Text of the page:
applicants or prohibit any communications regarding the markets up for
bid between applicants that have previously entered into, and reported
on their short-form applications, bidding agreements with each other.
Instead, it is narrowly drawn to prohibit competing applicants from
discussing or collaborating during the auction regarding bids, bidding
strategies and settlements related to licenses for which both parties
wish to bid. This prohibition exists only during the time period
between the short-form application filing deadline and the
post-auction down payment deadline. Further, auction applicants were
given ample notice of the anti-collusion rule and therefore knew of
this prohibition when they submitted their short-form applications to
participate in the auction.
19. This case presents a good example of a reason the Commission clearly
prohibits certain communications under the anti-collusion rule: an
applicant that is not qualified to bid in an auction nevertheless
secretly influences a bidding applicant to obtain the licenses it
desires. It is reasonable to presume that the bidding applicant
obtained those licenses with an expectation that it would be rewarded
by the non-bidder for obtaining the licenses. Such conduct is unfair
to other applicants and clearly undermines the integrity and success
of the Commission's auctions. Prohibiting such communications between
applicants during the proscribed auction period protects a valid
governmental interest without infringing unduly on the First Amendment
rights of auction participants.
A. The Enforcement Bureau Has Jurisdiction To Enforce The Anti-Collusion
20. Northeast argues that section 0.111 of the Commission's rules denies
the Enforcement Bureau jurisdiction to render a forfeiture order
against it because this matter is related "to a pending application
for a license." Section 0.111(a) of the Commission's rules conveys to
the Enforcement Bureau the primary responsibility for enforcement
functions related to certain Commission rules and regulations.
Contrary to Northeast's implication, by enforcing the anti-collusion
rule in this case, the Bureau is not ruling on a pending license.
Neither the NALs nor the Forfeiture Orders addressed the merits of
Northeast's or Star's applications for a license, and we do not do so
now. Rather, the Bureau's primary focus and jurisdiction in this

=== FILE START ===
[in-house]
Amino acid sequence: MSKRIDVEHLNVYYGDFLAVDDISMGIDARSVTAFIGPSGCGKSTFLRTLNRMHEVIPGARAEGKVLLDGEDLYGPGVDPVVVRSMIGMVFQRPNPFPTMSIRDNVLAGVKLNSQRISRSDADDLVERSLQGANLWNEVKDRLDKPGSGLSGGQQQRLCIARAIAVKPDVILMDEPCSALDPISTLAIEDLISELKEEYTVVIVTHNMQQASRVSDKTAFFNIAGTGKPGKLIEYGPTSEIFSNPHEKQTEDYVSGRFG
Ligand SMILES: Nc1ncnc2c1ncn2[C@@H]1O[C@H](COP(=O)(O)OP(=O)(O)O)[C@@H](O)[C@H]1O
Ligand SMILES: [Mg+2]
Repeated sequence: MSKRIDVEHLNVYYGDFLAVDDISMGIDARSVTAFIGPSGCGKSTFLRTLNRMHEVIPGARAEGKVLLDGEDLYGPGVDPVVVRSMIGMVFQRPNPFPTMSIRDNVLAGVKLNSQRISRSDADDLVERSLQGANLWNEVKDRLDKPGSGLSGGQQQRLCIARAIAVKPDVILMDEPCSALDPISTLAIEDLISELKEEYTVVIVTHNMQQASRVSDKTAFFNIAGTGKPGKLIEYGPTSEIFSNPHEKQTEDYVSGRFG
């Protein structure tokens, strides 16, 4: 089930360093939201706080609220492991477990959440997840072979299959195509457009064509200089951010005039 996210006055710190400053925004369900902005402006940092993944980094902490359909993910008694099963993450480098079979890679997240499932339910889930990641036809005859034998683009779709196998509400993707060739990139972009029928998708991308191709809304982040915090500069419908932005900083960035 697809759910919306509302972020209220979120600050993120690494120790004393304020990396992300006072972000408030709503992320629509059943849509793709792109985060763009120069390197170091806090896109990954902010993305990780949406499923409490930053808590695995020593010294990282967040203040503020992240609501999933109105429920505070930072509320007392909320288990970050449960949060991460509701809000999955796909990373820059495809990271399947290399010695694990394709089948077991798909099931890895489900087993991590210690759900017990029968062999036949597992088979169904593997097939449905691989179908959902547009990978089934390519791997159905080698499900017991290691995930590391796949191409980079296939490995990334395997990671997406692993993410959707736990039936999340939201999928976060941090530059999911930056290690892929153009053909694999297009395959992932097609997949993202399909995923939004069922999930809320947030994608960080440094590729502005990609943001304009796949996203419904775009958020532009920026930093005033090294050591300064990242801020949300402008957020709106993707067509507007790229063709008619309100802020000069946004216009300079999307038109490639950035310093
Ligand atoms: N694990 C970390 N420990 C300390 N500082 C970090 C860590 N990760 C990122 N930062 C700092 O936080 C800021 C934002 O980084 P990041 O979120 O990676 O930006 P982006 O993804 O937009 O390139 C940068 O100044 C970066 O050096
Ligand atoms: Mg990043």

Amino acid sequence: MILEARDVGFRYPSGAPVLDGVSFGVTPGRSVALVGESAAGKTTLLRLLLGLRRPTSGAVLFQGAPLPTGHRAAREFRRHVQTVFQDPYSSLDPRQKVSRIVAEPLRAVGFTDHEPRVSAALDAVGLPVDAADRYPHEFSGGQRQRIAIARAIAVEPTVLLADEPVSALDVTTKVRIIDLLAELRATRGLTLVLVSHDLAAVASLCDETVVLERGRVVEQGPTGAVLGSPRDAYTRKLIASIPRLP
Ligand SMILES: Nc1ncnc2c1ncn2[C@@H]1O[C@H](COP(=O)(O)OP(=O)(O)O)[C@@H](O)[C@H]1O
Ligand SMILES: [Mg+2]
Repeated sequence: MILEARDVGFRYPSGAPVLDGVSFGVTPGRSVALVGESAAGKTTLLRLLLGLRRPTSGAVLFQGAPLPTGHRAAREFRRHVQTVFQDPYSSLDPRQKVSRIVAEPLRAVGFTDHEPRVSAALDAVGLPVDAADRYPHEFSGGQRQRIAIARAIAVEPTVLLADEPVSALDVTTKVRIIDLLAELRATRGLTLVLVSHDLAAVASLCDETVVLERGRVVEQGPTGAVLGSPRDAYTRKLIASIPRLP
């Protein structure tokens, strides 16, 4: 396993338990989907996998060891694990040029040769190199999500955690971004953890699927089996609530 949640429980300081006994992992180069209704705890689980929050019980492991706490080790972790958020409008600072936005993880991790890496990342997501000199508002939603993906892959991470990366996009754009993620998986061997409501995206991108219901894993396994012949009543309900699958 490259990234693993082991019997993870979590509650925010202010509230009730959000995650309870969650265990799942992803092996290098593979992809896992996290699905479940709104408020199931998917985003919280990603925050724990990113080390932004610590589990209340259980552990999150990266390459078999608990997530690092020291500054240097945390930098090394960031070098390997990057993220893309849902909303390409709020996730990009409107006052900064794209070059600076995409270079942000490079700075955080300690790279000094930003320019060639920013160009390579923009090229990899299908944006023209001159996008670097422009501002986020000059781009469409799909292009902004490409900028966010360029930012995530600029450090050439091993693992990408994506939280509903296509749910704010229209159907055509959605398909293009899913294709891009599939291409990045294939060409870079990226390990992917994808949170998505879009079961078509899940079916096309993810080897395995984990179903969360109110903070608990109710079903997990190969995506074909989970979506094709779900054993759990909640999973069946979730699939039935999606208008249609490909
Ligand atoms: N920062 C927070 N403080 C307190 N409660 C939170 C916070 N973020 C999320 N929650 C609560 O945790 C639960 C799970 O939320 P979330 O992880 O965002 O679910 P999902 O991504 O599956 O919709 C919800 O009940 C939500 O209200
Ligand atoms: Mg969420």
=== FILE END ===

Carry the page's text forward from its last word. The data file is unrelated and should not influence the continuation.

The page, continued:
matter relates to enforcement of the auction's anti-collusion rule.
Northeast has failed to present any authority undermining the Bureau's
jurisdiction over such enforcement matters.
A. The Forfeiture Amount Should Be Reduced
21. Finally, both Northeast and Star argue that the forfeiture amounts
imposed against them should be reduced. They argue that the Bureau did
not properly assess the nature, extent and gravity of the offenses
presented and that the Forfeiture Orders did not properly explain the
reasons for imposition of the maximum forfeiture in this case.
22. The Commission's Forfeiture Policy Statement specifies that the
Commission shall impose a forfeiture based upon consideration of the
factors enumerated in section 503(b)(2)(D) of the Act, 47 U.S.C. S
503(b)(2)(D), such as "the nature, circumstances, extent and gravity
of the violation, and, with respect to the violator, the degree of
culpability, any history of prior offenses, ability to pay, and such
other matters as justice may require." The NALs and Forfeiture Orders
issued in this case complied with the requirements of the Forfeiture
Policy Statement and section 503(b)(2)(D) of the Act. Each of these
orders reviewed the nature, circumstances, extent and gravity of the
anti-collusion rule violations and Northeast's and Star's culpability
for them. While finding that Northeast and Star willfully and
intentionally violated the anti-collusion rule and that such serious
violations directly threaten the integrity and competitiveness of the
auction process, the NALs invited Northeast and Star to present
mitigating evidence showing why forfeiture should not be imposed or
why the amount should be adjusted downward. In each subsequent
response and petition , Northeast and Star have refused to accept
responsibility for violating the anti-collusion rule and have failed
to present any new evidence to mitigate imposition of the proposed
forfeitures. We note that neither Northeast nor Star has claimed
financial hardship as a reason to reduce the forfeiture.